A lot of people say that worry is unproductive because what you worry about rarely comes to pass. Well, I don’t know about you, but I have an uncanny ability to make happen exactly what I worry about. So I’ve had to learn to let go of worries. But being married to a worrier has taught me that I’m not a big worrier by nature.
Instead I tend to look to the future as salvation and to the past with regret. I obsess over what I’ve done wrong, what I could have done better, and feel sadness about losses, both of people and opportunities. But doing that is also unproductive. My point of power in those situations was in the past.
Overcoming our tendencies to worry or obsess is difficult, I think. More difficult than choosing to be grateful, for example, but the act of choosing gratitude can help us stay present. When we’re expressing gratitude, we’re in the present, acknowledging our surroundings.
For example, right now I’m sitting at a granite countertop typing on my laptop in our cozy Topanga, CA vacation cottage and watching my husband make breakfast. I’m enjoying the warm sunshine and cool breeze blowing through the window screens, smelling delicious bacon, eggs, and sausage cooking, and listening to birds sing. As I fully experience this moment, I can’t focus on either the past or future, and that is a good thing. I am present.
Assuming other people mean well.
You probably know I’m a volunteer CASA, a court-appointed special advocate for foster children. People often ask me how I do that, how I interact with parents whose children have been removed from their care due to abuse or neglect. I’ll tell you what I told my supervisor during the initial interview, “I believe that people do the best they can with the knowledge and understanding they have in that moment.” And yes, just like the other mental shifts above, this is a conscious choice.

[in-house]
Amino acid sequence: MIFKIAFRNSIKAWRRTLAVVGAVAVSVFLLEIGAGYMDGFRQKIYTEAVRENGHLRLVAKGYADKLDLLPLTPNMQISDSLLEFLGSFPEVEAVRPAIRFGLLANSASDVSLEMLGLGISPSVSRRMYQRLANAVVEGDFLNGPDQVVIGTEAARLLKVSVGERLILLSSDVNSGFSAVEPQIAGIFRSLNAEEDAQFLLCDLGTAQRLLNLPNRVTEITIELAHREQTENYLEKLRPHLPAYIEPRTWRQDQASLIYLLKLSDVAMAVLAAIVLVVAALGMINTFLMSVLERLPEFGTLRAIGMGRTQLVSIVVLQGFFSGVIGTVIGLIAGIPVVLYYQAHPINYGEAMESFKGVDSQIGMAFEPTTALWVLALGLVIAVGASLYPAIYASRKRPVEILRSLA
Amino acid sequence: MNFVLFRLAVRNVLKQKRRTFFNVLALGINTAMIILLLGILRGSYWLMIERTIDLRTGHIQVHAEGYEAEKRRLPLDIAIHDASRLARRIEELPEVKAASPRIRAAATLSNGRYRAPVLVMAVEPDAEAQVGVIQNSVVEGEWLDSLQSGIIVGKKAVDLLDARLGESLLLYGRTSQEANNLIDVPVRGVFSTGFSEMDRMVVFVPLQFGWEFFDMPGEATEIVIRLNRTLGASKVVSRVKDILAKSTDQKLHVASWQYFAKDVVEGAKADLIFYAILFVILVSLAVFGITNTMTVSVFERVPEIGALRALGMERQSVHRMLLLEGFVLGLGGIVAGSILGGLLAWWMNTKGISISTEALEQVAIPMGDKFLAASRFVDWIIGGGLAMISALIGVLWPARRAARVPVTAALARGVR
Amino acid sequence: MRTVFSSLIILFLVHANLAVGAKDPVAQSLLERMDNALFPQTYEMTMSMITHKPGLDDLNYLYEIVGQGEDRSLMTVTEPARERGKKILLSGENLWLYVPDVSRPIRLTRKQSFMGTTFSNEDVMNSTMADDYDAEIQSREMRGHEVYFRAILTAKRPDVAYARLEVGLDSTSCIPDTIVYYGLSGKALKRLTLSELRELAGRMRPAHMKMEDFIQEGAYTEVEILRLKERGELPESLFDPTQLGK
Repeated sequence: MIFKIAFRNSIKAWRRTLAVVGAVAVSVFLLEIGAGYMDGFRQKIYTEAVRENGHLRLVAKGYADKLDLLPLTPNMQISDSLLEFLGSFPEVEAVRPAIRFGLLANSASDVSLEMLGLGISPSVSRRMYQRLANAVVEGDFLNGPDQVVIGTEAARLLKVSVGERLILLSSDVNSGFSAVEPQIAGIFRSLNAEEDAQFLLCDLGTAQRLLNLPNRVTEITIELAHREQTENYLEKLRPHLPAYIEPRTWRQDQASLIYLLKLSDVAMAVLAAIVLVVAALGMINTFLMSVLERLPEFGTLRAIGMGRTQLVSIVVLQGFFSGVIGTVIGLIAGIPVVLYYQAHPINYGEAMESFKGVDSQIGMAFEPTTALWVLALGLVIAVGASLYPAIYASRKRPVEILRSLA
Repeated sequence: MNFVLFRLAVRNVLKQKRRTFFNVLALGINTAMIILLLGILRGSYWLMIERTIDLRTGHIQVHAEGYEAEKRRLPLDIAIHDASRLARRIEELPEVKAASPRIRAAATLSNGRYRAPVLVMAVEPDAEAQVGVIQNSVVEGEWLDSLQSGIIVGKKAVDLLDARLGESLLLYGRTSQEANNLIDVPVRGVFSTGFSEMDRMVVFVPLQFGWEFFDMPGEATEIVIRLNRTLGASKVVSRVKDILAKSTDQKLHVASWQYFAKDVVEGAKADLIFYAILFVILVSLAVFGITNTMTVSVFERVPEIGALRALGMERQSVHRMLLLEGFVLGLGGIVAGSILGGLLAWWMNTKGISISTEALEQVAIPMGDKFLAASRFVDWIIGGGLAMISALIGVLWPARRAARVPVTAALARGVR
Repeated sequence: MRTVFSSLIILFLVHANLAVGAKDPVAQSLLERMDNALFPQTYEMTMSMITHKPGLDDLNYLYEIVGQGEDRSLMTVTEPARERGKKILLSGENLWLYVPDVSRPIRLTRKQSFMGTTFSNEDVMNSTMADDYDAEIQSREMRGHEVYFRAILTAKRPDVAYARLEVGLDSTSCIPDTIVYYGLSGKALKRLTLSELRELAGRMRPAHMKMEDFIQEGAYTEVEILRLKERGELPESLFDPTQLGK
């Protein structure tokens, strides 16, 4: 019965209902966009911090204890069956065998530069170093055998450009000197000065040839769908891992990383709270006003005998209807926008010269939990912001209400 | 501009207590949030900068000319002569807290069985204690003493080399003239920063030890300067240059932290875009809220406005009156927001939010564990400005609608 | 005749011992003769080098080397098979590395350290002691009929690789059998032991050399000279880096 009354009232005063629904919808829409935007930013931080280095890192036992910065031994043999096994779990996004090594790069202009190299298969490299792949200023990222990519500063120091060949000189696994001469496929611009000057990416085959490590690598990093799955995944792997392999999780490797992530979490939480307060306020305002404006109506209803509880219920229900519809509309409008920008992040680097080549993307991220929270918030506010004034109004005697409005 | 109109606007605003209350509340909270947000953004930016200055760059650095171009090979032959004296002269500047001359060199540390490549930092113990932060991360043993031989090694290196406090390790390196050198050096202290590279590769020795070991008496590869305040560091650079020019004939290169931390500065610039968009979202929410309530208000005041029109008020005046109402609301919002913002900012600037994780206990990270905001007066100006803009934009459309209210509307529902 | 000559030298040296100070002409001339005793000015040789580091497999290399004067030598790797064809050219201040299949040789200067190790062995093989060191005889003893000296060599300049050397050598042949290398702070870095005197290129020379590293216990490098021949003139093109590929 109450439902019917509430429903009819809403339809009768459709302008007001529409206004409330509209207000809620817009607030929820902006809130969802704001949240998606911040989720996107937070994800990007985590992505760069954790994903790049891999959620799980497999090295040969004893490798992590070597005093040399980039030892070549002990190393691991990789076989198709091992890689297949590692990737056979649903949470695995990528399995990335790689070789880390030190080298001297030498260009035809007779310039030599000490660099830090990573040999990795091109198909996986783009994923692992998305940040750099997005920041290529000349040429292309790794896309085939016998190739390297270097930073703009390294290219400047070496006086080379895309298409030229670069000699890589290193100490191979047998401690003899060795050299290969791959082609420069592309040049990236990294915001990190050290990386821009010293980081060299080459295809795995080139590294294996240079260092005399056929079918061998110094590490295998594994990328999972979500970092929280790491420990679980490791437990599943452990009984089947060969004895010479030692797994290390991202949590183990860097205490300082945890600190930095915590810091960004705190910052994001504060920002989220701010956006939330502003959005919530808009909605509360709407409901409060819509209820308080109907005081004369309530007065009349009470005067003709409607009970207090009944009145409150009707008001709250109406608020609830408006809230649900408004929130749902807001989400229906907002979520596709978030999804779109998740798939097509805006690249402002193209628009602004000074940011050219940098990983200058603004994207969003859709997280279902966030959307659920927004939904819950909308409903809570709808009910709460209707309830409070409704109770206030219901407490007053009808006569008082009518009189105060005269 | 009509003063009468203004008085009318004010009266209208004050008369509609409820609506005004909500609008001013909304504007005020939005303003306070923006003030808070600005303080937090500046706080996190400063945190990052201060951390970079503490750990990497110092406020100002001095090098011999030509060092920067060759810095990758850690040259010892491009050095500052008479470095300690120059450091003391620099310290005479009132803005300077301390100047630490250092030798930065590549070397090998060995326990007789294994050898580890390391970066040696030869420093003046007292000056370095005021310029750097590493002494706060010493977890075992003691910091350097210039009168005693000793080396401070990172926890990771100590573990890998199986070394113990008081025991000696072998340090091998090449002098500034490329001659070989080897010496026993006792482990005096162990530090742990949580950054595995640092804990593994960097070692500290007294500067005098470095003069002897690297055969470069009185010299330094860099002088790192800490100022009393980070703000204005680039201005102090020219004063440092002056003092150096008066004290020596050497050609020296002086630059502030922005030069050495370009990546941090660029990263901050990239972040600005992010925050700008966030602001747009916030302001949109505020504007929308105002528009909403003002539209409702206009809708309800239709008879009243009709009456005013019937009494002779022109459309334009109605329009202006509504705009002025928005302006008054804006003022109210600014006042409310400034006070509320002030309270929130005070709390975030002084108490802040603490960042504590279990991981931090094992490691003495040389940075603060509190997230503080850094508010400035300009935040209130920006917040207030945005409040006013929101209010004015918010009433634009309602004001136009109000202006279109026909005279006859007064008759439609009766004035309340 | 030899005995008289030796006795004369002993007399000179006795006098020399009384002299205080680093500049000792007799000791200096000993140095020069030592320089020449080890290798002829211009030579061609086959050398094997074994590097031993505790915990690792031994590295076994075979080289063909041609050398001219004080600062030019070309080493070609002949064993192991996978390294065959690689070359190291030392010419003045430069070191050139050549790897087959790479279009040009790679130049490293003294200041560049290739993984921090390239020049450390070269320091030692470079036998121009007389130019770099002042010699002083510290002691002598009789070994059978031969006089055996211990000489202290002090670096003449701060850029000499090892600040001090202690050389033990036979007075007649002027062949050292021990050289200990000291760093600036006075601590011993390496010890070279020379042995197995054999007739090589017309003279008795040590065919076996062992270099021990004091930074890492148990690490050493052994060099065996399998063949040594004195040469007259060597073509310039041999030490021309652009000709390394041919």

Let me put this another way: I don’t believe there are bad people. I think some people do bad things or make poor choices, but doing so doesn’t make them bad people. And yes, this applies to everyone, including those who are cruel to animals, abuse children, and commit acts of terrorism or extreme violence. These individuals too are doing the best they can with their current understanding of the world which, admittedly, may be tremendously flawed. But we are all human and we all have made poor decisions.
My faith in people doesn’t mean I think they should be freed from accountability for their actions, that we should all just hold hands and sing kumbaya. I absolutely believe that we should be held accountable for our actions.
I want to assure you that I am not approaching this stance from naïveté. I know that some people intentionally harm others, and I consider those situations to be cases of wrong thinking. Something they believe has led them to think their actions are necessary for the protection of themselves, their loved ones, or society—or they lack empathy. None of these alternatives makes them bad people, it makes them human (read: imperfect) beings.
But here’s the bottom line: What does the belief that others mean well do for me?
It makes the world a friendlier, more sympathetic place. It gives me hope despite the many challenges we face as a society and planet. It makes it easier to live a happy, healthy life.
What mental shifts have you made that improved your life? Are there any of mine that you implemented with success or would like to?